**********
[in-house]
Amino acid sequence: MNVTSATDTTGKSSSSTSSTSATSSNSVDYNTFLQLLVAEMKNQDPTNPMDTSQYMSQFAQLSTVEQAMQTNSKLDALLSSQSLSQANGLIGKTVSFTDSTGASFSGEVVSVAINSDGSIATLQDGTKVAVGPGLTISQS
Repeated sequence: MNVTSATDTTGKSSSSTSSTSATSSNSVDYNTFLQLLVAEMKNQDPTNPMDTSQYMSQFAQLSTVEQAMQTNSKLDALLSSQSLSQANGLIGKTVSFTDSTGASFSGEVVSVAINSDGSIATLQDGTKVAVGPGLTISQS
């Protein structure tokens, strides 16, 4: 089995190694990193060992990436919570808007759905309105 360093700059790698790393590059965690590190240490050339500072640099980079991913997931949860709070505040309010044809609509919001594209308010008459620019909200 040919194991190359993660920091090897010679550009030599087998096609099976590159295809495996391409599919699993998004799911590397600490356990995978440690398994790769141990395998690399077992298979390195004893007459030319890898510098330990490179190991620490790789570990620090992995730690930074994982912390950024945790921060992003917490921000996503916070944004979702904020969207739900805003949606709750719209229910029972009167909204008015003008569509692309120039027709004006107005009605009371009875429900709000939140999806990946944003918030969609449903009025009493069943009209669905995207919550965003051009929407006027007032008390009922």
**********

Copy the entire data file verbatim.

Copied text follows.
[in-house]
Amino acid sequence: MNVTSATDTTGKSSSSTSSTSATSSNSVDYNTFLQLLVAEMKNQDPTNPMDTSQYMSQFAQLSTVEQAMQTNSKLDALLSSQSLSQANGLIGKTVSFTDSTGASFSGEVVSVAINSDGSIATLQDGTKVAVGPGLTISQS
Repeated sequence: MNVTSATDTTGKSSSSTSSTSATSSNSVDYNTFLQLLVAEMKNQDPTNPMDTSQYMSQFAQLSTVEQAMQTNSKLDALLSSQSLSQANGLIGKTVSFTDSTGASFSGEVVSVAINSDGSIATLQDGTKVAVGPGLTISQS
């Protein structure tokens, strides 16, 4: 089995190694990193060992990436919570808007759905309105 360093700059790698790393590059965690590190240490050339500072640099980079991913997931949860709070505040309010044809609509919001594209308010008459620019909200 040919194991190359993660920091090897010679550009030599087998096609099976590159295809495996391409599919699993998004799911590397600490356990995978440690398994790769141990395998690399077992298979390195004893007459030319890898510098330990490179190991620490790789570990620090992995730690930074994982912390950024945790921060992003917490921000996503916070944004979702904020969207739900805003949606709750719209229910029972009167909204008015003008569509692309120039027709004006107005009605009371009875429900709000939140999806990946944003918030969609449903009025009493069943009209669905995207919550965003051009929407006027007032008390009922």